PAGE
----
At sea, how can civilization arise there? Certainly by means of state agreements such as the United Nations Convention on the Law of the Sea (1982/1994) or by the transfer of territorial style action to the sea, such as the confinement of large parts of the Mediterranean Sea, which was once attempted by Spain and Portugal, partly also by England. But all this is very unstable. More important for the making and safeguarding of civilization is the fine network of functional relations, which arises across and over the sea forming tight meshes. With regard to the Mediterranean one has to mention the following links: trade, mobility and migration, the exchange of ideas and concepts in culture, business and politics – all this now massively promoted by IT – furthermore, political interactions and conflicts, ecological problems as well as cooperation. These are important potentials of civilization.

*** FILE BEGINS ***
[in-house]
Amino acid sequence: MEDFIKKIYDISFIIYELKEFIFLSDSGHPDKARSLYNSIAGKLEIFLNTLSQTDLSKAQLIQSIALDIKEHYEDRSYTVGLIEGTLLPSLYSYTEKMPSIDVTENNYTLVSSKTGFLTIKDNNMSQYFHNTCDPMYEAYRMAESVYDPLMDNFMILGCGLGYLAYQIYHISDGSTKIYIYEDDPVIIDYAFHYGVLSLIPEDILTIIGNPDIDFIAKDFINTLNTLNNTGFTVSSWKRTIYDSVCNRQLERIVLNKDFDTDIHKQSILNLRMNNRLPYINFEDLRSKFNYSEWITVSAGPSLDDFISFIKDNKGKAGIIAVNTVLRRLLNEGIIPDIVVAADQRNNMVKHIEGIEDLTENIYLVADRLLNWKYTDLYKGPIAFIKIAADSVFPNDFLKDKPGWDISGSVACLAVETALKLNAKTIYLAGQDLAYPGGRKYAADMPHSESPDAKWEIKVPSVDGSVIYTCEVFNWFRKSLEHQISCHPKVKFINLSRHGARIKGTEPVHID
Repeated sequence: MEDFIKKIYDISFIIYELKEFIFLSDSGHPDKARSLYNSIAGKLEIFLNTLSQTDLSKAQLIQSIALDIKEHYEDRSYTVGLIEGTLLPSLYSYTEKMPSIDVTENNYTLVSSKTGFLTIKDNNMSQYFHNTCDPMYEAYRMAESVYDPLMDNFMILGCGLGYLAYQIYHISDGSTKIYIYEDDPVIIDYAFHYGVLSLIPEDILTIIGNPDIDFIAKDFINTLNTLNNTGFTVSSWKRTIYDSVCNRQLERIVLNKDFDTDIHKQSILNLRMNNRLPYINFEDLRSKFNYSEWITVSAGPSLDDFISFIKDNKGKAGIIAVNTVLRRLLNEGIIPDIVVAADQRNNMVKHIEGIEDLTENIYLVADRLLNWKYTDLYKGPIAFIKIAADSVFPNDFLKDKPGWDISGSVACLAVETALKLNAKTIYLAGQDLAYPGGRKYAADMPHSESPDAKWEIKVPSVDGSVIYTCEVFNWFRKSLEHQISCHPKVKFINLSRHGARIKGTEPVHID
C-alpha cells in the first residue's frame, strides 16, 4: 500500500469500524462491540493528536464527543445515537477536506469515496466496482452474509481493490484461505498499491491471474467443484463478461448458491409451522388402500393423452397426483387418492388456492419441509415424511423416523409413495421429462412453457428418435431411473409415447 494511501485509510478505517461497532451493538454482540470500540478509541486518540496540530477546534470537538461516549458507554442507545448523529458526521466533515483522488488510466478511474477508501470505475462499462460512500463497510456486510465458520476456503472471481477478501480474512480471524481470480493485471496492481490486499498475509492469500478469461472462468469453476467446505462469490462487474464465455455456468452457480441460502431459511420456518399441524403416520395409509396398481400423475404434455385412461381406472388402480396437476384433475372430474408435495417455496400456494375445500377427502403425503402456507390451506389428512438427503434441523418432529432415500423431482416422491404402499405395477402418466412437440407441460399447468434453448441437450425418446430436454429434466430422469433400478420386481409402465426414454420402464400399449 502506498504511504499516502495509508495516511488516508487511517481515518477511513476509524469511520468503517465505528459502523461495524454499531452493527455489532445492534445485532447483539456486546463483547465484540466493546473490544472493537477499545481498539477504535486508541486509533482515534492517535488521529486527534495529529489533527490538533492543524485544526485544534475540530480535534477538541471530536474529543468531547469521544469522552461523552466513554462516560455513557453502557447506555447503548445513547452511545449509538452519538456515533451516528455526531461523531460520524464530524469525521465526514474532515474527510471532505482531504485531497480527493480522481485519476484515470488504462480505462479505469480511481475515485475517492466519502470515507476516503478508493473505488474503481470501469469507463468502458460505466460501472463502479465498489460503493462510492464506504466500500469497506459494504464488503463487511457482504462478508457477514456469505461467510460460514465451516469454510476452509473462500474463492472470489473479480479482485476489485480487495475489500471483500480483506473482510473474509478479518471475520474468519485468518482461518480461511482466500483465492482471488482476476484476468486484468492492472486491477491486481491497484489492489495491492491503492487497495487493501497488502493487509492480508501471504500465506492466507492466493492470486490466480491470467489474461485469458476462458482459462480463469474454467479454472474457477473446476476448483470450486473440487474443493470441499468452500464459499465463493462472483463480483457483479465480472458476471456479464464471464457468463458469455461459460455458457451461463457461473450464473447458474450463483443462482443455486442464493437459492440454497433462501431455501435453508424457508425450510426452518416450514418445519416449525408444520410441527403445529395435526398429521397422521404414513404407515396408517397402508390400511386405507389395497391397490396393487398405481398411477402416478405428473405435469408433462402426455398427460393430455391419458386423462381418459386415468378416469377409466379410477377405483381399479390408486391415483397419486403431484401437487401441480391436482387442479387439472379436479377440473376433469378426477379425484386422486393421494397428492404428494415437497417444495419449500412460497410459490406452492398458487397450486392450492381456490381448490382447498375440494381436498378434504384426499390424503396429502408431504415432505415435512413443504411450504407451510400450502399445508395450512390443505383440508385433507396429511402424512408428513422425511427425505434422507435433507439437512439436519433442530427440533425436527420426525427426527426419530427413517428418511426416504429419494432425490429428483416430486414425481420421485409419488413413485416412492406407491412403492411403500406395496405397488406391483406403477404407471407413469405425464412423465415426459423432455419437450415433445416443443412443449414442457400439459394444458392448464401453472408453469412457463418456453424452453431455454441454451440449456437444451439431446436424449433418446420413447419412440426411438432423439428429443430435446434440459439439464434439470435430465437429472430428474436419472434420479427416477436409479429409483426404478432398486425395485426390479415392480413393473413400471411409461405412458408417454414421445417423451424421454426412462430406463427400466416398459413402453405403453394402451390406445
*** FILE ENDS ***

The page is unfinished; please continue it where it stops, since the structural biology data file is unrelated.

However, there remain very serious challenges. The Mediterranean Sea remains dangerous. So, can a lack of civilizing regulations lead – seemingly paradoxically– to new innovative political, social, cultural, legal orders? There are reasons to be optimistic. These reasons are partly timeless. Let us listen to a thinker of the European Middle Ages, more precisely, of the ninth century, Johannes Scottus Eriugena. Eriugena lived at the court of a Franconian king, a descendant of Charlemagne. He was born in Ireland and was deeply influenced by the Mediterranean spirit of Greek antiquity. For him, the sea is not just a source of knowledge and inventiveness as Giambattista Vico said 900 years later, for Eriugena, even more dynamic, it is at sea, that reason can freely unfold itself.[11]

Physical and political map of the Mediterranean Basin / Wikimedia Commons